Driving position8.5

You sit closer to the windshield in the S-Class than you might expect, but the position gives the driver a better sense of control over the big Benz. The seat seems almost infinitely adjustable, and the steering wheel tilts and telescopes to make drivers of varying heights very comfortable.


Any passenger will be hard-pressed to complain about personal comfort or space. Rear-seat legroom is beyond generous, but it should be noted that adding a third rear passenger is not advisable since the center seat and seatback are narrow and rather firm.


Mercedes-Benz managed to provide an extremely solid chassis while retaining relatively narrow window pillars and door frames. The sloping hood makes it a bit tough to estimate the front end of the car, but the high-resolution surround-view camera system makes navigating tight spaces a breeze.


The build quality, both inside and out, is nearly impeccable, as you'd expect from a flagship luxury car. The leather work is excellent on both the dash and the seats, and not a stitch is out of place. The only disappointment is the plastic surrounding the storage bin and cupholder covers.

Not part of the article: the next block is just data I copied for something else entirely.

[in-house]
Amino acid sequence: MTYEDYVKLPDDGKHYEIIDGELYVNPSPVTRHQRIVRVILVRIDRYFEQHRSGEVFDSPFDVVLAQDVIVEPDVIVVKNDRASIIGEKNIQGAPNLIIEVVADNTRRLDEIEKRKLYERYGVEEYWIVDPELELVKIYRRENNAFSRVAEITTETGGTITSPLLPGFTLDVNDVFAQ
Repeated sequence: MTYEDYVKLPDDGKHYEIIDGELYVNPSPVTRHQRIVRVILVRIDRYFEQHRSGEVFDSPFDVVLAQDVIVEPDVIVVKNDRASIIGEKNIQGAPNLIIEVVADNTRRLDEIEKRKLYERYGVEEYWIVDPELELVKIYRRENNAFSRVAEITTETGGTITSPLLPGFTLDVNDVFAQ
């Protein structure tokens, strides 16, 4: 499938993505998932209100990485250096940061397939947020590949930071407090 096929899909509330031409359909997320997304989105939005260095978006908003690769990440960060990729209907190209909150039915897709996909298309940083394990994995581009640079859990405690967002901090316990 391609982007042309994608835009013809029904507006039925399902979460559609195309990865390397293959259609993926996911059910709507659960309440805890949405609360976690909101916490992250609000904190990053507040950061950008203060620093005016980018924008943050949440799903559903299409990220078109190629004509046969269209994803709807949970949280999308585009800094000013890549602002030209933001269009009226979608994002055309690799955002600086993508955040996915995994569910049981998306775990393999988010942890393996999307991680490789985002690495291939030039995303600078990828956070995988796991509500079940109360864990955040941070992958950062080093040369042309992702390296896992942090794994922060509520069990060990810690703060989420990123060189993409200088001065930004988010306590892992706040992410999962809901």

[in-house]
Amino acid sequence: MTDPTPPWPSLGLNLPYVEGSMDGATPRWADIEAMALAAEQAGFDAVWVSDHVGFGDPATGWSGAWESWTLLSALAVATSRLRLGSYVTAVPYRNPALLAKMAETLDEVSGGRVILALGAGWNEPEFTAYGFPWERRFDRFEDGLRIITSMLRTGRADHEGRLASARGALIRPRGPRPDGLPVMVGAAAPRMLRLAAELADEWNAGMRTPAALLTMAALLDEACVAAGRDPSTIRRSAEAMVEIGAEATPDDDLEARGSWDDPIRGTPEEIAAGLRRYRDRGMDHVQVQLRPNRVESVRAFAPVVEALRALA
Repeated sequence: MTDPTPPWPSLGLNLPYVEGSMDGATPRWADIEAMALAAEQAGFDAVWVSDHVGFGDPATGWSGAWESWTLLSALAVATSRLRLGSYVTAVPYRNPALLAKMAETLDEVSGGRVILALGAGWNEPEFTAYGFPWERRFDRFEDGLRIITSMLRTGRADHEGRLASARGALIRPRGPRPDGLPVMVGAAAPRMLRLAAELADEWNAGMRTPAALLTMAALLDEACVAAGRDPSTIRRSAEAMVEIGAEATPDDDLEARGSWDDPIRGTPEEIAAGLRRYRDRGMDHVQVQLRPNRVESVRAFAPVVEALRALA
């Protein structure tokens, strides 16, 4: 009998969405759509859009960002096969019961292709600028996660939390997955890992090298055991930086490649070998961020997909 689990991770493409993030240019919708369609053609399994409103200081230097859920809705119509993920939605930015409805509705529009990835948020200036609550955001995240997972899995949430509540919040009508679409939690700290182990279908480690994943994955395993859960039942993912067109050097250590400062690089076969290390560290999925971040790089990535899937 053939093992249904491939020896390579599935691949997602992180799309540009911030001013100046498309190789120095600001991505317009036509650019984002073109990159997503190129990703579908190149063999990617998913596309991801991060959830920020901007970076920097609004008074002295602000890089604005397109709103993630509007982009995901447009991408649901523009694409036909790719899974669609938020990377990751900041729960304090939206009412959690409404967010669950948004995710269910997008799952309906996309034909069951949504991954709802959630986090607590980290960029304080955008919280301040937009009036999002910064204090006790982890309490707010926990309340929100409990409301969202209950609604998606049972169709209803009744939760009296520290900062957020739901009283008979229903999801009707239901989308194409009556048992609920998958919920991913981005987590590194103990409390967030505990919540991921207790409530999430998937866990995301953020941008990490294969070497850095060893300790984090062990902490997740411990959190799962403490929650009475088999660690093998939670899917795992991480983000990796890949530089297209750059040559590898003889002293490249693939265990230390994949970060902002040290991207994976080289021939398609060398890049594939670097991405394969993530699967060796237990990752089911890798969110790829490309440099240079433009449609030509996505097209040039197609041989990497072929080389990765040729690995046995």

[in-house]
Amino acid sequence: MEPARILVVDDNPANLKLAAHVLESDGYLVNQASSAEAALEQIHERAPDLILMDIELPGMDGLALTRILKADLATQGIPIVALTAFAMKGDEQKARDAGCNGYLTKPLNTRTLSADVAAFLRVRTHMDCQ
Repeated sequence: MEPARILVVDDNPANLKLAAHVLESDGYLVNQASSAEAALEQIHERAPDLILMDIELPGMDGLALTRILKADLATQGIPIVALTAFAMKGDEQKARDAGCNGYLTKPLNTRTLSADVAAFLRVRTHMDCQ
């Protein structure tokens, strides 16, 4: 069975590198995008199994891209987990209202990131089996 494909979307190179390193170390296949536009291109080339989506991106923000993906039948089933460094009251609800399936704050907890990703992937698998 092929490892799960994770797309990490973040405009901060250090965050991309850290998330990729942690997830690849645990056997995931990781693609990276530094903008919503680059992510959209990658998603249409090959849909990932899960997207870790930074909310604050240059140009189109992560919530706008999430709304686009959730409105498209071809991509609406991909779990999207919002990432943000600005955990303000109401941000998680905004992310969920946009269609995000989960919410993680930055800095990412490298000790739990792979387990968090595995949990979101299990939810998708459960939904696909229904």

Passengers' comfort is clearly prioritized over cargo space, but the S 450 still offers a nicely sized and easy-to-open load-and-close trunk. Storage inside is ample, and most everything can be hidden away behind the attractive, if slightly plasticky, wood veneer.

Small-item storage8.0

There's adequate storage space in the front of the cabin to hold plenty of small items. But the S 450 can also usually conceal everything, including the size and layout of compartments, behind its wood veneer. Front and rear door storage are padded, and rear-seat passengers have center-armrest storage.

Cargo space8.0

With 16.3 cubic feet of trunk space, the S-Class has more room than the Audi A8 (14.2 cubic feet) but trails the BMW 7 Series, which offers a very generous 18.2 cubic feet. The rear seats do not fold, but there is a center seat pass-through. The trunk is, of course, power-operated.

Child safety seat accommodation8.0

Isofix anchors are concealed but clearly labeled, and access is straightforward. The amount of space in the rear seats should make mounting even the largest car seats relatively easy.